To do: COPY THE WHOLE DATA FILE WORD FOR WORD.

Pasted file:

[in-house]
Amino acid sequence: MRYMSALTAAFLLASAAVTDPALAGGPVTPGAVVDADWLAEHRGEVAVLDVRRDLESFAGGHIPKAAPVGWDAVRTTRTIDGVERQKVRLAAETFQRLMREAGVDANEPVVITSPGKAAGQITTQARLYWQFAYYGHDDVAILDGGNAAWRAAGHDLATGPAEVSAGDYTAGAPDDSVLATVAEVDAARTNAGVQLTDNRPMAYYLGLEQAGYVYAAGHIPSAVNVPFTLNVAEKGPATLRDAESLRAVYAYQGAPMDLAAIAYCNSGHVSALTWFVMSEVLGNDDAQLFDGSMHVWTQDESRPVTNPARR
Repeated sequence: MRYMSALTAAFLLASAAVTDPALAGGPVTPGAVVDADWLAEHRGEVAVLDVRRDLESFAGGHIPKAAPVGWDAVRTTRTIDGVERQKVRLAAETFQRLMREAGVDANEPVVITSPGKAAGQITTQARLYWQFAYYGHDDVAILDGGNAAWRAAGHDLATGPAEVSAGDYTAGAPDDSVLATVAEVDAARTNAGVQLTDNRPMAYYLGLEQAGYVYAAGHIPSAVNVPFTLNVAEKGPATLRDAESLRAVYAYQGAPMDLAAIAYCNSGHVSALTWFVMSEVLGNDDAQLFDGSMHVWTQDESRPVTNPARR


[in-house]
Amino acid sequence: MRYMSALTAAFLLASAAVTDPALAGGPVTPGAVVDADWLAEHRGEVAVLDVRRDLESFAGGHIPKAAPVGWDAVRTTRTIDGVERQKVRLAAETFQRLMREAGVDANEPVVITSPGKAAGQITTQARLYWQFAYYGHDDVAILDGGNAAWRAAGHDLATGPAEVSAGDYTAGAPDDSVLATVAEVDAARTNAGVQLTDNRPMAYYLGLEQAGYVYAAGHIPSAVNVPFTLNVAEKGPATLRDAESLRAVYAYQGAPMDLAAIAYCNSGHVSALTWFVMSEVLGNDDAQLFDGSMHVWTQDESRPVTNPARR
Repeated sequence: MRYMSALTAAFLLASAAVTDPALAGGPVTPGAVVDADWLAEHRGEVAVLDVRRDLESFAGGHIPKAAPVGWDAVRTTRTIDGVERQKVRLAAETFQRLMREAGVDANEPVVITSPGKAAGQITTQARLYWQFAYYGHDDVAILDGGNAAWRAAGHDLATGPAEVSAGDYTAGAPDDSVLATVAEVDAARTNAGVQLTDNRPMAYYLGLEQAGYVYAAGHIPSAVNVPFTLNVAEKGPATLRDAESLRAVYAYQGAPMDLAAIAYCNSGHVSALTWFVMSEVLGNDDAQLFDGSMHVWTQDESRPVTNPARR